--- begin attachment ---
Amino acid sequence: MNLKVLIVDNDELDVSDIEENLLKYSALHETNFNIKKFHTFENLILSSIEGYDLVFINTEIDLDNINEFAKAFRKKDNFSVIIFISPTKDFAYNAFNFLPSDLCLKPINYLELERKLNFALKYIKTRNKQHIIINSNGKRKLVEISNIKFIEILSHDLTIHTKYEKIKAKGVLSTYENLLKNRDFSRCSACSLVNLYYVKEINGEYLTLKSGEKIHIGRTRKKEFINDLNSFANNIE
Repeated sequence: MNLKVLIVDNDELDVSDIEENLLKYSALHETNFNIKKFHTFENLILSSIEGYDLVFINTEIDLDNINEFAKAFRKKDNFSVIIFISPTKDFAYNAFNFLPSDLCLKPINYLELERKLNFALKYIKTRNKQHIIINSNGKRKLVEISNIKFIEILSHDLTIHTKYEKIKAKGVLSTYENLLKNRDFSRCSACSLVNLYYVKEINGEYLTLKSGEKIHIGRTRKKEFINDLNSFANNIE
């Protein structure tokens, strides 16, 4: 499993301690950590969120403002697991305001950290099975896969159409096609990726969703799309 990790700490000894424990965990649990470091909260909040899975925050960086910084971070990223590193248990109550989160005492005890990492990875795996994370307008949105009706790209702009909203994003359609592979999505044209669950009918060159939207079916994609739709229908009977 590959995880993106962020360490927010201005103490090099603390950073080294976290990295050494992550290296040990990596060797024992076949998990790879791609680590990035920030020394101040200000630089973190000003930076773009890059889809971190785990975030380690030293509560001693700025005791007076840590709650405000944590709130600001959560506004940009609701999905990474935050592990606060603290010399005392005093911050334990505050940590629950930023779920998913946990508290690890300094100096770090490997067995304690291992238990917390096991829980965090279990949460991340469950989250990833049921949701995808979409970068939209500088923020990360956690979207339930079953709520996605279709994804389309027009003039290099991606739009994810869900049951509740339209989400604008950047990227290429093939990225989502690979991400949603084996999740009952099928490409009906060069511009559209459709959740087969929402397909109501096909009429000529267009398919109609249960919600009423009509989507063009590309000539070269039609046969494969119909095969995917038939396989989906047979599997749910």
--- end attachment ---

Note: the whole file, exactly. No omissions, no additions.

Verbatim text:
Amino acid sequence: MNLKVLIVDNDELDVSDIEENLLKYSALHETNFNIKKFHTFENLILSSIEGYDLVFINTEIDLDNINEFAKAFRKKDNFSVIIFISPTKDFAYNAFNFLPSDLCLKPINYLELERKLNFALKYIKTRNKQHIIINSNGKRKLVEISNIKFIEILSHDLTIHTKYEKIKAKGVLSTYENLLKNRDFSRCSACSLVNLYYVKEINGEYLTLKSGEKIHIGRTRKKEFINDLNSFANNIE
Repeated sequence: MNLKVLIVDNDELDVSDIEENLLKYSALHETNFNIKKFHTFENLILSSIEGYDLVFINTEIDLDNINEFAKAFRKKDNFSVIIFISPTKDFAYNAFNFLPSDLCLKPINYLELERKLNFALKYIKTRNKQHIIINSNGKRKLVEISNIKFIEILSHDLTIHTKYEKIKAKGVLSTYENLLKNRDFSRCSACSLVNLYYVKEINGEYLTLKSGEKIHIGRTRKKEFINDLNSFANNIE
């Protein structure tokens, strides 16, 4: 499993301690950590969120403002697991305001950290099975896969159409096609990726969703799309 990790700490000894424990965990649990470091909260909040899975925050960086910084971070990223590193248990109550989160005492005890990492990875795996994370307008949105009706790209702009909203994003359609592979999505044209669950009918060159939207079916994609739709229908009977 590959995880993106962020360490927010201005103490090099603390950073080294976290990295050494992550290296040990990596060797024992076949998990790879791609680590990035920030020394101040200000630089973190000003930076773009890059889809971190785990975030380690030293509560001693700025005791007076840590709650405000944590709130600001959560506004940009609701999905990474935050592990606060603290010399005392005093911050334990505050940590629950930023779920998913946990508290690890300094100096770090490997067995304690291992238990917390096991829980965090279990949460991340469950989250990833049921949701995808979409970068939209500088923020990360956690979207339930079953709520996605279709994804389309027009003039290099991606739009994810869900049951509740339209989400604008950047990227290429093939990225989502690979991400949603084996999740009952099928490409009906060069511009559209459709959740087969929402397909109501096909009429000529267009398919109609249960919600009423009509989507063009590309000539070269039609046969494969119909095969995917038939396989989906047979599997749910």